Building your search with Boolean operators

First load the medrxivr package:

To find records that contain any of many terms, pass the terms as a vector to the mx_search() function, as in the code chunk below. Query terms can include regular expression syntax - see the section at the end of this document on common regular expression that may be useful when searching.

myquery <- c("dementia","vascular","alzheimer's") # Combined with Boolean OR

mx_results <- mx_search(data = mx_snapshot(),     # Use daily snapshot for data
                        query = myquery)
#> Using medRxiv snapshot - 2020-11-22 00:24
#> Found 891 record(s) matching your search.

To find records relevant to more than one topic domain, create a vector for each topic (note: there is no upper limit on the number of topics your can have) and combine these vectors into a list which is then passed to the mx_search() function:

topic1  <- c("dementia","vascular","alzheimer's")  # Combined with Boolean OR
topic2  <- c("lipids","statins","cholesterol")     # Combined with Boolean OR
myquery <- list(topic1, topic2)                    # Combined with Boolean AND

mx_results <- mx_search(data = mx_snapshot(),
                        query = myquery)
#> Using medRxiv snapshot - 2020-11-22 00:24
#> Found 54 record(s) matching your search.

Additional filters and options

Limit search by field

By default, a range of fields (title, abstract, first author, subject, link (which contains DOI)) are searched, but you can limit the search to a subset of these using the fields argument:

# Limit search to title/abstract
mx_results <- mx_search(data = mx_snapshot(),
                        query = "dementia",
                        fields = c("title","abstract"))
#> Using medRxiv snapshot - 2020-11-22 00:24
#> Found 159 record(s) matching your search.

# Search by DOI
mx_results <- mx_search(data = mx_snapshot(),
                        query = "10.1101/2020.01.30.20019836",
                        fields = "link")
#> Using medRxiv snapshot - 2020-11-22 00:24
#> Found 1 record(s) matching your search.

Exclude records containing certain terms

Often it is useful to be able to exclude records that contain a certain term that is not relevant to your search. For example, in the search below, we are looking for records related to “dementia” alone by excluding those that mention “mild cognitive impairment”:

mx_results <- mx_search(data = mx_snapshot(),
                        query = "dementia",
                        NOT = "[Mm]ild cognitive impairment")
#> Using medRxiv snapshot - 2020-11-22 00:24
#> Found 135 record(s) matching your search.

Limit by date posted

You can define either/both of the earliest and latest date you wish to include records from. Note: the search is inclusive of both dates specified:

mx_results <- mx_search(data = mx_snapshot(),
                        query = "dementia",
                        from_date = "2020-01-01",      # 1st Jan 2020
                        to_date = "2020-01-08")        # 8th Jan 2020
#> Using medRxiv snapshot - 2020-11-22 00:24
#> Found 2 record(s) matching your search.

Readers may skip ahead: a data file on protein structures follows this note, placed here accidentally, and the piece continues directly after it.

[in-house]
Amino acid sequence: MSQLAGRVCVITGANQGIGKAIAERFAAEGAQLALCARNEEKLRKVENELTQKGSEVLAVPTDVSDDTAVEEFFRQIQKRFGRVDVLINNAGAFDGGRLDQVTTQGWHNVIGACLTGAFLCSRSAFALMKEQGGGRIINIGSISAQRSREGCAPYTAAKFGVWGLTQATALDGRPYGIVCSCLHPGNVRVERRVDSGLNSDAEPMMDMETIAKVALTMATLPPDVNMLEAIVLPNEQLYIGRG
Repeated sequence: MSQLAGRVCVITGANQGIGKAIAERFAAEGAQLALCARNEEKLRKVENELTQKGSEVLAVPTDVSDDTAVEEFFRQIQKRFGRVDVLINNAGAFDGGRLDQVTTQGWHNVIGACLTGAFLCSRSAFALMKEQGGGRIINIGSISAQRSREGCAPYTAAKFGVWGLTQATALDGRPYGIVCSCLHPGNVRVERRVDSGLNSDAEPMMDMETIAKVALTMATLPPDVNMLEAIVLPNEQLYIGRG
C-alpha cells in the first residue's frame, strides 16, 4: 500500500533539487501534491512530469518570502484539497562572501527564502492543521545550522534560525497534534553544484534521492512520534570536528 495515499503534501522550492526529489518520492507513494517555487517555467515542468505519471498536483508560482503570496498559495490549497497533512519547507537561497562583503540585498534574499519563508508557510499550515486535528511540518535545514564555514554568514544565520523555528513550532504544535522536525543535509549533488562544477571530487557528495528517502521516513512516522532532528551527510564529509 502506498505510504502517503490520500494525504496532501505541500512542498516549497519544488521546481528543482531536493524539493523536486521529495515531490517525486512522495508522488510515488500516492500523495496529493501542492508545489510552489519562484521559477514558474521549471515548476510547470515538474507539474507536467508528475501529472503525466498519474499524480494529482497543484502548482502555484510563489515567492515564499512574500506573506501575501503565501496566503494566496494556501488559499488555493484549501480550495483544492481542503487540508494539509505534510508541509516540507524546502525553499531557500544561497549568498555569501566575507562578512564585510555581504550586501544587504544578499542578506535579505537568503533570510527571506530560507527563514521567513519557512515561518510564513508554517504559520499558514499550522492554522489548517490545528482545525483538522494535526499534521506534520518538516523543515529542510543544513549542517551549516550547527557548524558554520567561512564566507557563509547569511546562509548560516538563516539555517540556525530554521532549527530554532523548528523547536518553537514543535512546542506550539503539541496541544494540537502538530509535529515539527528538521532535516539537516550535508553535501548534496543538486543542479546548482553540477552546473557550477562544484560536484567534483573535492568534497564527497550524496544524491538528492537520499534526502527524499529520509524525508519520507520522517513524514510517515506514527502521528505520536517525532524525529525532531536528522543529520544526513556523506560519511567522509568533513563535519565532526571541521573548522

Return multiple versions of a record

medRxiv allows authors to upload a new version of their preprint as often as they like. By default, medrxivr only returns the most recent version of the preprint, but if you are interested in exploring how a record changed over time, you can retrieve all versions of the preprint by setting deduplicate = FALSE

mx_results <- mx_search(data = mx_snapshot(),
                        query = "10.1101/2020.01.30.20019836",
                        fields = "link",
                        deduplicate = FALSE)
#> Using medRxiv snapshot - 2020-11-22 00:24
#> Found 4 record(s) matching your search.
#> Note, there may be >1 version of the same record.

Useful regular expression (regex) syntax for the systematic reviewer

Capitalisation

Example regex: [Dd]ementia
Description: The search is case sensitive, so this syntax allows you to find both Dementia and dementia using a single term, rather than having to enter them separately.

Wildcard

Example regex: randomi([[:alpha:]])ation
Description: The ([[:alpha:]]) element defines any single alphanumeric character - in this case, the regex will find both randomisation and randomization.

NEAR

Example regex: systematic(\\s)([[:graph:]]+\\s){0,4}review
Description: The (\\s)([[:graph:]]+\\s){0,4} element defines that up to four words can be between systematic and review and the search will still find it. To change how far apart the terms are allowed to be, simply change the second number in the curly brackets (e.g. to find terms that are only one word apart, the syntax would be systematic(\\s)([[:graph:]]+\\s){0,1}review). Please note that the search is directional, in that the example regex here will find “systematic methods for the review”, but will not find “the review was systematic”.

Word limits

Example regex: \\bNCOV\\b
Description: Sometimes it is useful to be able to define the start and end of terms. For example, if you were searching for NCOV-19, simply using ncov as your search term would also return records containing uncovered. Using \\b allows you to define where the term beings and ends, thus excluding false positive matches.

Example using these regexes

To find records that contain “Mendelian” within 4 words of “randomisation” (with varying capitalisation of “Mendelian” and UK/US spellings of “randomisation”), the following syntax is correct:

mx_results <- mx_search(data = mx_snapshot(),
                        query = "[Mm]endelian(\\s)([[:graph:]]+\\s){0,4}randomi([[:alpha:]])ation")
#> Using medRxiv snapshot - 2020-11-22 00:24
#> Found 159 record(s) matching your search.

Regex tester

To check whether your search term will find what you expect it to, there is a useful regex tester, designed by Adam Spannbauer.